Justice Department questions Ivins' guilt in anthrax mailings

The Justice Department has called into question the FBI's case against Bruce Ivins, the Army scientist accused of mailing anthrax-laced letters that killed five people a decade ago.
Justice Department lawyers acknowledged in court papers on July 15 that the sealed area in Ivins' lab did not contain the equipment needed to turn liquid anthrax into the refined powder sent to congressional buildings and post offices in the fall of 2001. Ivins committed suicide in 2008 and was later identified as the man who sent the letters to members of Congress and the media, PBS reports.
Federal officials argued that Ivins had the means, opportunity and motive to make the deadly powder at the U.S. Army research facility at Fort Detrick, in Frederick, Md. While the government continues to maintain that Ivins was "more likely than not" the killer, the filing in a Florida court did not explain how Ivins could have made the powder.
"(The lab) did not have the specialized equipment (in Ivins' secure lab) that would be required to prepare the dried spore preparations that were used in the letters," the filing said, according to PBS.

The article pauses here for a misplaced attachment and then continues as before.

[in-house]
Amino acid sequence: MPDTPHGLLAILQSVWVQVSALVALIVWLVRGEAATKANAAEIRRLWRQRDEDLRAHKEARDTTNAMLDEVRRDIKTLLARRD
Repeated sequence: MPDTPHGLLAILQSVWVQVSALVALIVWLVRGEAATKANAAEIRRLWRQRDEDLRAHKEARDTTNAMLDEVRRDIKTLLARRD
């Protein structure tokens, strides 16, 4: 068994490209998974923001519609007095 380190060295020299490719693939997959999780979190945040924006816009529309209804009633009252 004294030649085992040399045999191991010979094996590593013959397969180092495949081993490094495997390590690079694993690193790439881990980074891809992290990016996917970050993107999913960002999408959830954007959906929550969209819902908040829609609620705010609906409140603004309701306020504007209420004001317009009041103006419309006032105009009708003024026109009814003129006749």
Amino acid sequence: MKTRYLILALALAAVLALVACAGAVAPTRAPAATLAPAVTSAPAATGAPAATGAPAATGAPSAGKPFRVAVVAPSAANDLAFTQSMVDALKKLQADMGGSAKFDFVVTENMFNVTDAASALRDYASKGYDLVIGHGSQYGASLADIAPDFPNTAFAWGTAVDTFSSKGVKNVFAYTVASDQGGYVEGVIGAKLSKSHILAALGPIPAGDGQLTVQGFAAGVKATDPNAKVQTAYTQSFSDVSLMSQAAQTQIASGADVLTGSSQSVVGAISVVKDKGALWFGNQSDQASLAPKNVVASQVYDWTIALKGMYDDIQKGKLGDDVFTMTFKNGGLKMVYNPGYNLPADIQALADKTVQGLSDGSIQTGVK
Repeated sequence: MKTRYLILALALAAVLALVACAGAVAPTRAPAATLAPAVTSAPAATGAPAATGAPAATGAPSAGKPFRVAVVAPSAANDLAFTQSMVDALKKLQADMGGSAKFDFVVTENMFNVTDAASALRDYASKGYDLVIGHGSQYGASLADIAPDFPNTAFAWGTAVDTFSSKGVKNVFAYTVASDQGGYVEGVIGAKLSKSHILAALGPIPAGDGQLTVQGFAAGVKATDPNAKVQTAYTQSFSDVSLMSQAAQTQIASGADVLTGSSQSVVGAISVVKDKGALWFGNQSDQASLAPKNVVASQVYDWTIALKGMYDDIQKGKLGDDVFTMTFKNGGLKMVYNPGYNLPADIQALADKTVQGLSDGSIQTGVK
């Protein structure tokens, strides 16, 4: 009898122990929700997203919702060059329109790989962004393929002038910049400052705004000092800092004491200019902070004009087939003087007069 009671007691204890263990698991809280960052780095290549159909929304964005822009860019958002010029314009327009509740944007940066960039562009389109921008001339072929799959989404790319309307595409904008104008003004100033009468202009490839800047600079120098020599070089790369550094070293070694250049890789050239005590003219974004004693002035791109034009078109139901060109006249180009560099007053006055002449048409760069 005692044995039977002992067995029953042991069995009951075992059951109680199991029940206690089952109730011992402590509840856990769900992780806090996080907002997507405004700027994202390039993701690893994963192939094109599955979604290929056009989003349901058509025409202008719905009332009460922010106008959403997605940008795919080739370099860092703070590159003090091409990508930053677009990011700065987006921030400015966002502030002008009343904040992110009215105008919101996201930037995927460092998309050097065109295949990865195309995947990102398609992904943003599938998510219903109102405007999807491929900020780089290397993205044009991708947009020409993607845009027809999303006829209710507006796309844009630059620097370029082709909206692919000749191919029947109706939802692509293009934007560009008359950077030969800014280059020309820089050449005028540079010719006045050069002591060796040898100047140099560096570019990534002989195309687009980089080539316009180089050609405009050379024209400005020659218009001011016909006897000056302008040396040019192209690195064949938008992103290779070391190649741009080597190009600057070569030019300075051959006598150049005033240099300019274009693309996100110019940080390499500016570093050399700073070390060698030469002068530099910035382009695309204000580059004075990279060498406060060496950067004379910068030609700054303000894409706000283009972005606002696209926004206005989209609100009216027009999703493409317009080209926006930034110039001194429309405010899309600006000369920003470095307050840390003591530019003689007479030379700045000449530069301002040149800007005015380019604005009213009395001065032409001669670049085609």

The department's concession that the equipment wasn't available "is at direct variance to the assertions of the government on July 29, 2008 (the day Ivins died, thus) invalidating one of the chief theories of their prosecution case," Paul Kemp, Ivins' lead defense attorney, said, according to PBS.
The anthrax mailings came just weeks after the September 11, 2001, attacks, as the perpetrator sent at least five letters containing anthrax powder to three media outlets and the offices of Senators Leahy and Daschle starting on Sept. 18, 2001. Two postal workers, photo editor Robert Stevens, a nurse and an elderly woman in Connecticut died, and some 32,000 Americans were administered long-term antibiotic treatments.